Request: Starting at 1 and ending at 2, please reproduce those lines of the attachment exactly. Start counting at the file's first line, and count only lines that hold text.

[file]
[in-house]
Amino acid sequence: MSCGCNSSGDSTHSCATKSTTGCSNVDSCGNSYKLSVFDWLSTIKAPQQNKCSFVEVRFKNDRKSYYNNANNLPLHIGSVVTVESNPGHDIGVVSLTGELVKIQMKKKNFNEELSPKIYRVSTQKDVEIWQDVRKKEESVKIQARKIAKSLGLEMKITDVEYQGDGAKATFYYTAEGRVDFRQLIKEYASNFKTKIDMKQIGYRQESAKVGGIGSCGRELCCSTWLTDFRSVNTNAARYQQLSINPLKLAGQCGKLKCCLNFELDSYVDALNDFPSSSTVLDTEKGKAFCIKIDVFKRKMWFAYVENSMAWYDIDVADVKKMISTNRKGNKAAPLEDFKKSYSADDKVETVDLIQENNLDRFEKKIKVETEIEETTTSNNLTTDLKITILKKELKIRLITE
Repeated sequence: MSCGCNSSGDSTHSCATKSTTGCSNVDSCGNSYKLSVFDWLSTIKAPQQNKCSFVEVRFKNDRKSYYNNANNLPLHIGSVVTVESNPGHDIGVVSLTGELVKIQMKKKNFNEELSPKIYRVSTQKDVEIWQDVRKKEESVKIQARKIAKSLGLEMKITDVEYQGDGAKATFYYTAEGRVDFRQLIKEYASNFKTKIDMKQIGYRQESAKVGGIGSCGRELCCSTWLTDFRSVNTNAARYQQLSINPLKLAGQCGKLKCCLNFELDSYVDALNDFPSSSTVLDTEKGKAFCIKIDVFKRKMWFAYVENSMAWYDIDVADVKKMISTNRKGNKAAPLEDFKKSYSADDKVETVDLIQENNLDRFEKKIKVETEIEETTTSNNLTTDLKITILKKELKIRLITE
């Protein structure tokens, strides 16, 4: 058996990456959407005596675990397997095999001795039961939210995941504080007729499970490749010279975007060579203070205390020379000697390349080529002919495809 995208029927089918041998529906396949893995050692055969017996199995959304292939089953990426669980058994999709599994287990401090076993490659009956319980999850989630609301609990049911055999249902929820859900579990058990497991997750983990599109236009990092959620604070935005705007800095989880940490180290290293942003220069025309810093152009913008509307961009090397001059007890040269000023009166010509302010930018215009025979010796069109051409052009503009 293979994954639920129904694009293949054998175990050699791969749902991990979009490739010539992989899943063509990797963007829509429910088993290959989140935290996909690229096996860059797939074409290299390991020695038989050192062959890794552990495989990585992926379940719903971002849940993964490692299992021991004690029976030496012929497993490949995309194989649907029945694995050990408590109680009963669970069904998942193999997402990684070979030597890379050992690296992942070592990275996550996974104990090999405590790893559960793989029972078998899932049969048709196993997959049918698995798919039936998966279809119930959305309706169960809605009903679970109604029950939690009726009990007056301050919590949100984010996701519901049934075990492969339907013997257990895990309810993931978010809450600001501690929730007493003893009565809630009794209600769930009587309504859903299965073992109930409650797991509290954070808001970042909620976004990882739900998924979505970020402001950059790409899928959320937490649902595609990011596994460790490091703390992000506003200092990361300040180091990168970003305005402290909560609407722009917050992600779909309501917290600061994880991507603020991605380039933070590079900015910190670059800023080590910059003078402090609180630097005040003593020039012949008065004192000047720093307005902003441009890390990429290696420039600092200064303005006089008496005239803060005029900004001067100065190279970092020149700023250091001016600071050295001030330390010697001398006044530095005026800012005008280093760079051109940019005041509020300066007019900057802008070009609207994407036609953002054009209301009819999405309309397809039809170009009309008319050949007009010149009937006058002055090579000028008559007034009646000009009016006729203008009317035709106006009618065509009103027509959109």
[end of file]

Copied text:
[in-house]
Amino acid sequence: MSCGCNSSGDSTHSCATKSTTGCSNVDSCGNSYKLSVFDWLSTIKAPQQNKCSFVEVRFKNDRKSYYNNANNLPLHIGSVVTVESNPGHDIGVVSLTGELVKIQMKKKNFNEELSPKIYRVSTQKDVEIWQDVRKKEESVKIQARKIAKSLGLEMKITDVEYQGDGAKATFYYTAEGRVDFRQLIKEYASNFKTKIDMKQIGYRQESAKVGGIGSCGRELCCSTWLTDFRSVNTNAARYQQLSINPLKLAGQCGKLKCCLNFELDSYVDALNDFPSSSTVLDTEKGKAFCIKIDVFKRKMWFAYVENSMAWYDIDVADVKKMISTNRKGNKAAPLEDFKKSYSADDKVETVDLIQENNLDRFEKKIKVETEIEETTTSNNLTTDLKITILKKELKIRLITE